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Ultra-runnners here, how do you manage your personal relationships (gf/wife/partner) given how much time you need to train on trails?

My ex took up professional running about 6-7y ago, about same time as we met. I’ve dated him for 5y. As his running dreams and career took off, our relationship dwindled. I supported him throughout, he strung me along. He promised me a lot and as his goals changed, dreams increased, I realised that I’ve to keep my expectations low and there came a point, I stopped expecting anything. Not even a stable life. But I don’t understand his goals anymore. He’s a fast runner, barely has any sponsors. He’s famous in my country and in Asia but is it any excuse for treating me crappily? Is it any excuse for him to take me for granted or tell me to become equally famous to progress in relationship? (He wants me to win a Nobel prize to be taken seriously and prove I’m a “gf/wife material”)

We met when we were commoners and now, after he ran the UTMB in 2018, he lost all that humility. He treats me like I’m a nothing. Do you have a partner who isn’t a professional runner? If so, how do you manage a decent relationship in spite of the number of hours you put in practicing/training?

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9 Comments

  1. > My ex …

    Well, he’s your ex, so apparently you solved that problem already. Try to date guys who aren’t ultra-runners. Getting that running high is like being an addict. And anything that takes away a lot of time from the relationship is obviously bad for the relationship.

  2. Im not professional runner, but do run marathons and suchs. It is a bit tough to find time when working full time and being in a relationship, but I manage to usually adjust so I can stay in shape enough. I encourage my gf to do hobbies and spend time with friends so we both have something going on outside the relationship and we both get our “me time”. Overall my running is way down the list of things that could cause tension.

  3. >He’s a fast runner, barely has any sponsors. He’s famous in my country and in Asia but is it any excuse for treating me crappily?

    This is definetly less of a runner problem and more of a him problem. If he was working a blue collar job that took up a ton of time, he should still set aside time for you. If you’ve come to expect nothing, you should tell him. Tell him that he needs to try and slide in some time with you, even if its a weekly date night or something. Its not unreasonable to ask for some time if you feel like he has been neglecting your relationship.

    >become equally famous to progress in relationship?

    This is a dick move, outright. He is letting his ego get the better of him, and i bet you he will regret that later in life. But you are under no obligation to gain social power in order to be with him. If he can’t love you for you, despite you not being famous, then he doesn’t deserve you. I personally would suggest talking with him, this behavior isn’t healthy for you and your relationship. You deserve someone who doesn’t just take you for granted.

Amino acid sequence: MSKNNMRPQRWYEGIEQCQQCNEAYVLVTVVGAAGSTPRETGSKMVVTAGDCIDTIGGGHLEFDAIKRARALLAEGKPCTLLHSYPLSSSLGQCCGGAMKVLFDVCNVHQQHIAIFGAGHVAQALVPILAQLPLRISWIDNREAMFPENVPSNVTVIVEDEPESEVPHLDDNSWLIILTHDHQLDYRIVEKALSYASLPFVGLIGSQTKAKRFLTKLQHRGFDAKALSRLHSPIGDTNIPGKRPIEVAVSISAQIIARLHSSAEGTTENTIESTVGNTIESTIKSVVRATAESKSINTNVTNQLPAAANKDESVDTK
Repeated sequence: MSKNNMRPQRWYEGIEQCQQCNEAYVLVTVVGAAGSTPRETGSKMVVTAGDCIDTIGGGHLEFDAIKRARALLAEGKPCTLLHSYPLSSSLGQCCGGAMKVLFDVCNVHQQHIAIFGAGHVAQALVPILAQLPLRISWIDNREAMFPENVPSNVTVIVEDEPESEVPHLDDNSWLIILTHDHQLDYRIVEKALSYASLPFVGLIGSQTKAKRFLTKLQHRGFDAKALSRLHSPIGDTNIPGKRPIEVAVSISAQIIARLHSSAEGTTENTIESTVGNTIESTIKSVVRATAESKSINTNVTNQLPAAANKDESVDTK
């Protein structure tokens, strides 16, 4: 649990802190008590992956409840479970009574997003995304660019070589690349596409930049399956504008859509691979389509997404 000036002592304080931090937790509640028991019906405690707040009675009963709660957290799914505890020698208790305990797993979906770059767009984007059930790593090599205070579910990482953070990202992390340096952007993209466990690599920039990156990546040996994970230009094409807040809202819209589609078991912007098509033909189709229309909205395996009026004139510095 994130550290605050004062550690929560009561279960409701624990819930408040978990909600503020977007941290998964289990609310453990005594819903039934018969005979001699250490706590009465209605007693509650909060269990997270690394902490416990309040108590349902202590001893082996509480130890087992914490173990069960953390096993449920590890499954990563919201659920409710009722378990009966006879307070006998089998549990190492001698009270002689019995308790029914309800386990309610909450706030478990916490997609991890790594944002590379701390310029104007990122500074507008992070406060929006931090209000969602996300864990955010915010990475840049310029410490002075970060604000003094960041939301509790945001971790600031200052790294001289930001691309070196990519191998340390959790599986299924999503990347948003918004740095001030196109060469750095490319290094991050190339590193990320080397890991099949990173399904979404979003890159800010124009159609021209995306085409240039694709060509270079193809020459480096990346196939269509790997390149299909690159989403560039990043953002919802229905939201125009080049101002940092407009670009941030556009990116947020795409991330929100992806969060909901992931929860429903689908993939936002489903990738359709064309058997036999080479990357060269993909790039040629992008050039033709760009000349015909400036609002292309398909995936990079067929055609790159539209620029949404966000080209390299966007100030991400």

4. >Is it any excuse for him to take me for granted or tell me to become equally famous to progress in relationship? (He wants me to win a Nobel prize to be taken seriously and prove I’m a “gf/wife material”)

    His claim to fame is having ran the UTMB and he wants you to have a nobel prize? This guy is completely out of his mind. A nobel prize is a much more difficult and valuable thing to attain, by a huge margin… Anyway, that’s besides the point.

    Your ex is an idiot. This has very little to do with his running – there’s probably plenty of ultra-runners out there who are decent people grounded in reality. Good riddance, time for you to move on instead of obsessing about this finished relationship. I know, easier said than done – but time heals all wounds.

  5. Running, like most sports, can be a great activity that promotes fitness and well-being. But unless you are super elite and can actually get paid real money (you said your ex didn’t make much cash), then it is just a hobby that should stop short of an obsession. If you aren’t making money and don’t have a real shot at the Olympics, you gotta dial it back after your late 20s.

  6. Anytime one person in a relationship is training for something serious/competitive there will be issues with spending time together. Especially if there’s any travel involved.

    But usually people aren’t assholes about it and try to spend more time together in their offseason, if there is one.

    Your ex just sounds like a narcissist so I don’t think that’s the norm for ultra runners.

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